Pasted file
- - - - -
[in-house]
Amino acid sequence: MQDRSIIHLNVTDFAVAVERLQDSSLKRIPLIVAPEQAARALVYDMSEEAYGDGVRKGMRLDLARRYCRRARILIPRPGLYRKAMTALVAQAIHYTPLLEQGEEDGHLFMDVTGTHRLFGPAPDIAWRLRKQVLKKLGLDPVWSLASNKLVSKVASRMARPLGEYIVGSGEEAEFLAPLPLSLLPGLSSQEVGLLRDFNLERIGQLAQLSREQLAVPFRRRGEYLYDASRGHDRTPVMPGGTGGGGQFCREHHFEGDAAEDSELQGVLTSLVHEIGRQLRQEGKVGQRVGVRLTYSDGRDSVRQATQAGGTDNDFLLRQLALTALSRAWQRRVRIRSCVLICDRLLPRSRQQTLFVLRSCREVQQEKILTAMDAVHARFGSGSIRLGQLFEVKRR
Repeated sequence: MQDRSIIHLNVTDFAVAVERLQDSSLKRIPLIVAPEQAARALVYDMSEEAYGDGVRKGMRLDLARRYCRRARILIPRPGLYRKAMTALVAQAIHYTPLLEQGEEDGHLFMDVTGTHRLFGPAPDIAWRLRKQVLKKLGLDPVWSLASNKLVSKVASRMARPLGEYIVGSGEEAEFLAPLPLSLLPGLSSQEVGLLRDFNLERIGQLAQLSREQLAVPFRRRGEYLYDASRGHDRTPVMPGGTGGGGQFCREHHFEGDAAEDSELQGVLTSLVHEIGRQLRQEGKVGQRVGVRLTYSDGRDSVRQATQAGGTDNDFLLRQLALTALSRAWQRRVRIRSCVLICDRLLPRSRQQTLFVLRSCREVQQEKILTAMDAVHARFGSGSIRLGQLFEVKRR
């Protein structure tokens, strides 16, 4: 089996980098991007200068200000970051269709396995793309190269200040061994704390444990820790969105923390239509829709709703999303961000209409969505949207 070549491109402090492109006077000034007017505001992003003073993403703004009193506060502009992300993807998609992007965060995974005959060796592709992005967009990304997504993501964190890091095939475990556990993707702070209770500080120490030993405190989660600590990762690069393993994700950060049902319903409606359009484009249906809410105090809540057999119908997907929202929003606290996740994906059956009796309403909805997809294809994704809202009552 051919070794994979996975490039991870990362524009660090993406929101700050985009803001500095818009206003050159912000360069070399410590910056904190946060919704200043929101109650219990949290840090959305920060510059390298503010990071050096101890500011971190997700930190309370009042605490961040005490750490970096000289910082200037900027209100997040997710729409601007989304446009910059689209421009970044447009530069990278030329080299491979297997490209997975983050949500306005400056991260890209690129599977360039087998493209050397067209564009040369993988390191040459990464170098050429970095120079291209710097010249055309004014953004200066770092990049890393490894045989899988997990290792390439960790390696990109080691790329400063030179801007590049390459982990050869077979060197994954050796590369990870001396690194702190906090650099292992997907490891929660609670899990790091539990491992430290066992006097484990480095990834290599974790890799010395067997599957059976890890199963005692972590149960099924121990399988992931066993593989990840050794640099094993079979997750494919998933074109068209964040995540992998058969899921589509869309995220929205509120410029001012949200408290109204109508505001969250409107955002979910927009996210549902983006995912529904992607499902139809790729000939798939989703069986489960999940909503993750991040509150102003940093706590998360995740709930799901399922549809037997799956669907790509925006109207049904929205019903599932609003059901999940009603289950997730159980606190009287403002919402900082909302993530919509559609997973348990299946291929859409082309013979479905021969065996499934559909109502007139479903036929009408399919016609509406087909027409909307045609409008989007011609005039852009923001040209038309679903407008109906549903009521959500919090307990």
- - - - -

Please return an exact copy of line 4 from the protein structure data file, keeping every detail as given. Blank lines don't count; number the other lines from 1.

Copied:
């Protein structure tokens, strides 16, 4: 089996980098991007200068200000970051269709396995793309190269200040061994704390444990820790969105923390239509829709709703999303961000209409969505949207 070549491109402090492109006077000034007017505001992003003073993403703004009193506060502009992300993807998609992007965060995974005959060796592709992005967009990304997504993501964190890091095939475990556990993707702070209770500080120490030993405190989660600590990762690069393993994700950060049902319903409606359009484009249906809410105090809540057999119908997907929202929003606290996740994906059956009796309403909805997809294809994704809202009552 051919070794994979996975490039991870990362524009660090993406929101700050985009803001500095818009206003050159912000360069070399410590910056904190946060919704200043929101109650219990949290840090959305920060510059390298503010990071050096101890500011971190997700930190309370009042605490961040005490750490970096000289910082200037900027209100997040997710729409601007989304446009910059689209421009970044447009530069990278030329080299491979297997490209997975983050949500306005400056991260890209690129599977360039087998493209050397067209564009040369993988390191040459990464170098050429970095120079291209710097010249055309004014953004200066770092990049890393490894045989899988997990290792390439960790390696990109080691790329400063030179801007590049390459982990050869077979060197994954050796590369990870001396690194702190906090650099292992997907490891929660609670899990790091539990491992430290066992006097484990480095990834290599974790890799010395067997599957059976890890199963005692972590149960099924121990399988992931066993593989990840050794640099094993079979997750494919998933074109068209964040995540992998058969899921589509869309995220929205509120410029001012949200408290109204109508505001969250409107955002979910927009996210549902983006995912529904992607499902139809790729000939798939989703069986489960999940909503993750991040509150102003940093706590998360995740709930799901399922549809037997799956669907790509925006109207049904929205019903599932609003059901999940009603289950997730159980606190009287403002919402900082909302993530919509559609997973348990299946291929859409082309013979479905021969065996499934559909109502007139479903036929009408399919016609509406087909027409909307045609409008989007011609005039852009923001040209038309679903407008109906549903009521959500919090307990």